Threaded through the demands of the March on Washington for Jobs and Freedom were calls for economic justice. The marchers demanded a nationwide minimum wage of “at least” $2.00 (it was then $1.25, so a 60% raise), in order to “give all Americans a decent standard of living.” They demanded a “massive federal program to train and place all unemployed workers — Negro and white — on meaningful and dignified jobs at decent wages.”

The legacy lives on. As David Dayen observes, “fast food and retail worker” strikes reflect the original marchers’ demands. An entity like “McDonald’s is so vast and lucrative that it could easily survive a major wage increase.” Such increases are desperately needed. As worker Willietta Dukes puts it:

I make $7.85 at Burger King as a guest ambassador and team leader, where I train new employees on restaurant regulations and perform the manager’s duties in their absence. . . . I’ve worked in fast-food for 15 years, and I can’t even afford my own rent payments. . . .My hours, like many of my coworkers, were cut this year, and I now work only 25 to 28 hours each week. I can’t afford to pay my bills working part time and making $7.85, and last month, I lost my house.

Dukes is one of the millions of faces behind aggregate statistics that suggest grotesque unfairness at the heart of the American economy. They won’t get much of a hearing in a mainstream media obsessed with the problems of the fortunate. But there is hope that a critical mass of actions by them, like the Washington civil rights march of 1963, will eventually force those at the top to take notice.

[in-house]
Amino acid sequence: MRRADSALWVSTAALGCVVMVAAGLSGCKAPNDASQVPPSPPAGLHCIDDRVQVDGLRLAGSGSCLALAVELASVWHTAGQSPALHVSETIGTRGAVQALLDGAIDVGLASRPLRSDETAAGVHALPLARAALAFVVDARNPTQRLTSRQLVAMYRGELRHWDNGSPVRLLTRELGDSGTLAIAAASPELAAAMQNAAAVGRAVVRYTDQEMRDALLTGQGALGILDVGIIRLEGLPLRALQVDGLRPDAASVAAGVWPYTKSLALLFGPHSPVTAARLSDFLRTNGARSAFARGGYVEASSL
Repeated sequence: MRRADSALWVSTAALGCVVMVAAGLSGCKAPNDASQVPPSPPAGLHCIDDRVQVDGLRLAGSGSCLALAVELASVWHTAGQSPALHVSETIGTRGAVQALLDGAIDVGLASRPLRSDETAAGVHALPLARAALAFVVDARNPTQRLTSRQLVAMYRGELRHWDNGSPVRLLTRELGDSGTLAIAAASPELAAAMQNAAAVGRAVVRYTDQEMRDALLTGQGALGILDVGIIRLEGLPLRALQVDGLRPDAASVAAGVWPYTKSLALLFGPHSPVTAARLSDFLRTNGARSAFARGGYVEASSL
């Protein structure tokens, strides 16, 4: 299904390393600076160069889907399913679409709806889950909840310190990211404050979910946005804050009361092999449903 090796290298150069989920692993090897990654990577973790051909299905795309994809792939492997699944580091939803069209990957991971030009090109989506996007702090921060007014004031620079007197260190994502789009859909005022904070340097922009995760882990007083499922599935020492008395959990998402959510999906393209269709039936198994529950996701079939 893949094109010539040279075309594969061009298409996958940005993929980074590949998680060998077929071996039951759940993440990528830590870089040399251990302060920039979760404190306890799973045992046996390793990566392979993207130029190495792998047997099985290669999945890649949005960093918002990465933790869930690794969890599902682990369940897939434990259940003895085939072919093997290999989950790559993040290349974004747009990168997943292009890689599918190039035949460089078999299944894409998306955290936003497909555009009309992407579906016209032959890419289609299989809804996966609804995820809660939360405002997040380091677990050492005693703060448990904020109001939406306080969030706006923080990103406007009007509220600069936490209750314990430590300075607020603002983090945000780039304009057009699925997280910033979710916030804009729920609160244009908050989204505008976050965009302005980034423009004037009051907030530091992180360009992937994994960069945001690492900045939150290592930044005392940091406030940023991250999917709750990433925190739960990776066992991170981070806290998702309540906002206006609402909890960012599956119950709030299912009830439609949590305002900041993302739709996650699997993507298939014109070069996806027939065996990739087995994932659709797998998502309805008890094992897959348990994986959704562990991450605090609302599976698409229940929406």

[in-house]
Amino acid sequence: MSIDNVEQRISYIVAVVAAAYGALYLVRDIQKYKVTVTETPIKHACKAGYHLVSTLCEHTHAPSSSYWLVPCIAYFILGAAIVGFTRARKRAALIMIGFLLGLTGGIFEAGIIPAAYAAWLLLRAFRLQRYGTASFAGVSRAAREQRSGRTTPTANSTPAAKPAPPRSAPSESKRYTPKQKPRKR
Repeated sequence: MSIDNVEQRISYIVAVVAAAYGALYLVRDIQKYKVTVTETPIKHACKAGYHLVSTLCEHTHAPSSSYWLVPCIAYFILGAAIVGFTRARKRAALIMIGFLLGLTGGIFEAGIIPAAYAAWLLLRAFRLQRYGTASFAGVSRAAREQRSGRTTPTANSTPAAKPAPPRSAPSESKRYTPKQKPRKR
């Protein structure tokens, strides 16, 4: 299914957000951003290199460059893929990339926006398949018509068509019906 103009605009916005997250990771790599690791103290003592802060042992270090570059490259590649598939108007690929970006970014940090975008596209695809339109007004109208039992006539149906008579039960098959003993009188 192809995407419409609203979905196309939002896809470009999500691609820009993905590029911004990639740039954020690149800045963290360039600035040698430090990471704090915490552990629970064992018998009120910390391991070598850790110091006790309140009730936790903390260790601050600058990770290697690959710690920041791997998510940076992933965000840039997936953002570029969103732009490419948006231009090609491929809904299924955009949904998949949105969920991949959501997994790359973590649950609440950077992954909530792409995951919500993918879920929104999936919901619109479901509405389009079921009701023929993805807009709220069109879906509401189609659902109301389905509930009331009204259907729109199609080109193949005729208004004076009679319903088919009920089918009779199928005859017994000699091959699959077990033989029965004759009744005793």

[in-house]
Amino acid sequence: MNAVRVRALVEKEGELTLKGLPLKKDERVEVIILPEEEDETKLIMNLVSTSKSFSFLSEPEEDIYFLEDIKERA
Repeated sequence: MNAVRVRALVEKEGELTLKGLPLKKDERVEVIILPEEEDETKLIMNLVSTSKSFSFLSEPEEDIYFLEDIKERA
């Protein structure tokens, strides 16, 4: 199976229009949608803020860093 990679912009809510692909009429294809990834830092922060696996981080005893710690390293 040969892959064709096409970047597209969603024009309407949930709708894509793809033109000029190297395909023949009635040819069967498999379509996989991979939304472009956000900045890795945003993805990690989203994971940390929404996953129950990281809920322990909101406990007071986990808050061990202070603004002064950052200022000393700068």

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Brian Tamanaha’s Straw Men (Part 2): Who’s Cherry Picking?

(Reposted from Brian Leiter’s Law School Reports)

BT Claim 2:  Using more years of data would reduce the earnings premium

BT Quote: There is no doubt that including 1992 to 1995 in their study would measurabley reduce the ‘earnings premium.’” 

Response:  Using more years of historical data is as likely to increase the earnings premium as to reduce it

We have doubts about the effect of more data, even if Professor Tamanaha does not.

Without seeing data that would enable us to calculate earnings premiums, we can’t know for sure if introducing more years of comparable data would increase our estimates of the earnings premium or reduce it.